“African policy makers struggling to replicate the industrially-driven growth successes of many post-World War II developing economies, would do well to re-consider the vast export and development potential presented by agriculture in a food-scare and largely already industrialised world,” says van der Westhuizen.
In short, agriculture, today seen as the low road to growth and development will, in time, become the source of the world’s most valuable asset, namely, food.
“Fortunately, the technology is finally here, for Africa’s policy makers to use the new data available on Africa’s farmers to place agriculture – and Africa – at the heart of tomorrows global economy.”
Projection tech transforms retail
By TIMOTHY WILSON, visual imaging business account manager at Epson South Africa
Display designs, such as those found in retail stores, are no longer confined to static visuals on pull-up banners, 2D print and posters. The increasingly popular use of projection technology has ushered in new and exciting ways to create immersive displays using rich media and high-quality visual content to go beyond the four walls of traditional marketing.
In the past, projectors were lamp-based and prone to failure when used in a harsh environment, such as a retail store. Today, newly introduced laser projection technology has unlocked a range of capabilities.
Transforming the way brands engage with audiences
Creative techniques such as projection mapping, which can be described as the projection of video, animation and other colourful displays onto 3D surfaces, have completely transformed the way brands engage with audiences and can live in retail spaces, concert halls and even sports stadiums.
Projection mapping offers venues wide-spread creativity in using lighting in small or large environments, as was the case with Epson’s showstopping kinetic portal, which implemented projection mapping on a 360 degree vortex at the largest AV and systems integration show in the world – Integrated Systems Europe 2019. Driven by a new, affordable generation of projectors, mapping not only covers flat walls and traditional projections screens but also irregular shapes, objects, and even entire building façades.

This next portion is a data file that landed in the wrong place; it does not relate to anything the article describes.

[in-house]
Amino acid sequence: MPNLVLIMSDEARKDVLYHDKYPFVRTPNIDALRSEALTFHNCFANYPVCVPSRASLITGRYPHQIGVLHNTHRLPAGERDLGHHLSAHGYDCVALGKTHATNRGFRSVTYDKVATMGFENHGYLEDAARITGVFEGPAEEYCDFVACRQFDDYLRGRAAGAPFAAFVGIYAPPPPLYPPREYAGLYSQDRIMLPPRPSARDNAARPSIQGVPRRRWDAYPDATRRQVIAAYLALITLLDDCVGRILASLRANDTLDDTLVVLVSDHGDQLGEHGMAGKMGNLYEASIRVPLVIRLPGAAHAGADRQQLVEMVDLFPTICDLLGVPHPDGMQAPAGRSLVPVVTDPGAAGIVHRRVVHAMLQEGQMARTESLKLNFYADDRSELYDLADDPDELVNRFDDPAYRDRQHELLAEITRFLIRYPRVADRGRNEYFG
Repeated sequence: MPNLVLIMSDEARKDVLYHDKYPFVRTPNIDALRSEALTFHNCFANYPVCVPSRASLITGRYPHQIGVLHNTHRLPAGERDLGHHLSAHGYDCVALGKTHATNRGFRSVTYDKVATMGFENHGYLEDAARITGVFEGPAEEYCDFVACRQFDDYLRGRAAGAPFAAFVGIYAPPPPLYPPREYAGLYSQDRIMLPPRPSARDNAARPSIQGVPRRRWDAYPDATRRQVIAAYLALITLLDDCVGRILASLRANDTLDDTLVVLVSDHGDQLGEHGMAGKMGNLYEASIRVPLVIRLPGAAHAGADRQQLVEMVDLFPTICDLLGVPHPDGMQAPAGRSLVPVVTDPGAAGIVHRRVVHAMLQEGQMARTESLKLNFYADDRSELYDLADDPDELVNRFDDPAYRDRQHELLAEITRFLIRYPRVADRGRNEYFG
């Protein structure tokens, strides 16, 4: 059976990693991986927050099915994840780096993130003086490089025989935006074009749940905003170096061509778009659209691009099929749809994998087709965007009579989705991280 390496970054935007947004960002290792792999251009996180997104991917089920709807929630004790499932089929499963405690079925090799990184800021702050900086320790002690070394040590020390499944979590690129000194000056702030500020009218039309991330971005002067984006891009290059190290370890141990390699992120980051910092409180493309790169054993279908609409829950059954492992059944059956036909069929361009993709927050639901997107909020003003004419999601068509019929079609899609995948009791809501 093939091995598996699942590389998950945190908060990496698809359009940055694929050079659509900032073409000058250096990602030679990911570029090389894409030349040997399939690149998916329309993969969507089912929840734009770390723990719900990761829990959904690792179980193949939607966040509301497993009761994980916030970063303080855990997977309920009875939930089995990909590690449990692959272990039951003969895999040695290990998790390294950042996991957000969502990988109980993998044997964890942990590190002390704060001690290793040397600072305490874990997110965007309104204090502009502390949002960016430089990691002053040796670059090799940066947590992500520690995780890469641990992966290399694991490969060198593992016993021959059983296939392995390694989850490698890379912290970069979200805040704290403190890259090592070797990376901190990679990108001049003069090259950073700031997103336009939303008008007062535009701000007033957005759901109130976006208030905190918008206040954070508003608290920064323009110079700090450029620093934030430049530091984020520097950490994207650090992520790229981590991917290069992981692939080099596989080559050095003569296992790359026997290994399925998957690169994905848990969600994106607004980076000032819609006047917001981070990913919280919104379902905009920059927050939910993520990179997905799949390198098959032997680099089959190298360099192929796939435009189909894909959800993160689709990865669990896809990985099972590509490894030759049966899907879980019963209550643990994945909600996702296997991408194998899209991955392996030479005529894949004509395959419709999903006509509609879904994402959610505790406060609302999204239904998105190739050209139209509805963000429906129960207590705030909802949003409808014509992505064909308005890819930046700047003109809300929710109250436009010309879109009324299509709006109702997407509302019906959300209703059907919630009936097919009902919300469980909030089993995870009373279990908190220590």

When projecting on a larger scale, such as at events and music concerts, the process of visually combining several projectors to display one single seamless image might sound simple enough in principle but can prove to be a challenging task in reality. To overcome this challenge, experiential marketers are adopting the use of image edge blending, which refers to the process of stacking multiple projectors to create a single overlapped projection that appears continuous and clear.
It’s due to these advancements that displays in retail and events no longer pivot just on aesthetic appeal but can now deliver immersive consumer experiences that drive engagement and increase foot traffic. This is starting to drastically change the way that retailers, events and even restaurants host, engage, entertain and communicate with their audiences.
Projection is driving growth in experiential marketing
Consumer interest in the transition towards projection has seen this technology take centre stage at leading retailers such as Mall of Africa, events by brands such as ABSA and restaurants like Saint, transforming their environments into immersive spaces through projection that displays captivating imagery and video.
Saint restaurant in Sandton has pushed the boundaries of branding and displays, transforming all surfaces into a visual delight. Patrons entering the restaurant are greeted by a visual experience within a dome, featuring a series of moving, constantly changing artworks – such as a starry night sky or a replica of the Sistine Chapel – projected onto walls and the ceiling.